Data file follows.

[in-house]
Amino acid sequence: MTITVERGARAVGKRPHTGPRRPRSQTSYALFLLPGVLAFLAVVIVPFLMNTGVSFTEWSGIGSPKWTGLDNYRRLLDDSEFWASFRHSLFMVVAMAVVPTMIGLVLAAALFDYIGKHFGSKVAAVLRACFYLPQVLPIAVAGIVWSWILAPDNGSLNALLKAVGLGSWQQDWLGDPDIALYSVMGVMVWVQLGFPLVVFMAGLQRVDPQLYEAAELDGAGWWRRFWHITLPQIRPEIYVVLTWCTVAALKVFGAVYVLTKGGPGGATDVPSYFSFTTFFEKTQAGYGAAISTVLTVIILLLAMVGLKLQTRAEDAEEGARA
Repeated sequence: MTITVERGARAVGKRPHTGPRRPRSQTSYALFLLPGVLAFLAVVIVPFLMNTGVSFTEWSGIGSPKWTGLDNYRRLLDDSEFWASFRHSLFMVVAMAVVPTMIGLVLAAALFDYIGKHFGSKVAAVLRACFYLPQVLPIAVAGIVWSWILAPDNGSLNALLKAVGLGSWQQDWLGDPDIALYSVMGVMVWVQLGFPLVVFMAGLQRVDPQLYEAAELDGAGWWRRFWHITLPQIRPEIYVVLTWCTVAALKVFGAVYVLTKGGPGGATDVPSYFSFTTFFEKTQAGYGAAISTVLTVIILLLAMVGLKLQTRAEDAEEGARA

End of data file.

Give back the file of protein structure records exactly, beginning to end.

[in-house]
Amino acid sequence: MTITVERGARAVGKRPHTGPRRPRSQTSYALFLLPGVLAFLAVVIVPFLMNTGVSFTEWSGIGSPKWTGLDNYRRLLDDSEFWASFRHSLFMVVAMAVVPTMIGLVLAAALFDYIGKHFGSKVAAVLRACFYLPQVLPIAVAGIVWSWILAPDNGSLNALLKAVGLGSWQQDWLGDPDIALYSVMGVMVWVQLGFPLVVFMAGLQRVDPQLYEAAELDGAGWWRRFWHITLPQIRPEIYVVLTWCTVAALKVFGAVYVLTKGGPGGATDVPSYFSFTTFFEKTQAGYGAAISTVLTVIILLLAMVGLKLQTRAEDAEEGARA
Repeated sequence: MTITVERGARAVGKRPHTGPRRPRSQTSYALFLLPGVLAFLAVVIVPFLMNTGVSFTEWSGIGSPKWTGLDNYRRLLDDSEFWASFRHSLFMVVAMAVVPTMIGLVLAAALFDYIGKHFGSKVAAVLRACFYLPQVLPIAVAGIVWSWILAPDNGSLNALLKAVGLGSWQQDWLGDPDIALYSVMGVMVWVQLGFPLVVFMAGLQRVDPQLYEAAELDGAGWWRRFWHITLPQIRPEIYVVLTWCTVAALKVFGAVYVLTKGGPGGATDVPSYFSFTTFFEKTQAGYGAAISTVLTVIILLLAMVGLKLQTRAEDAEEGARA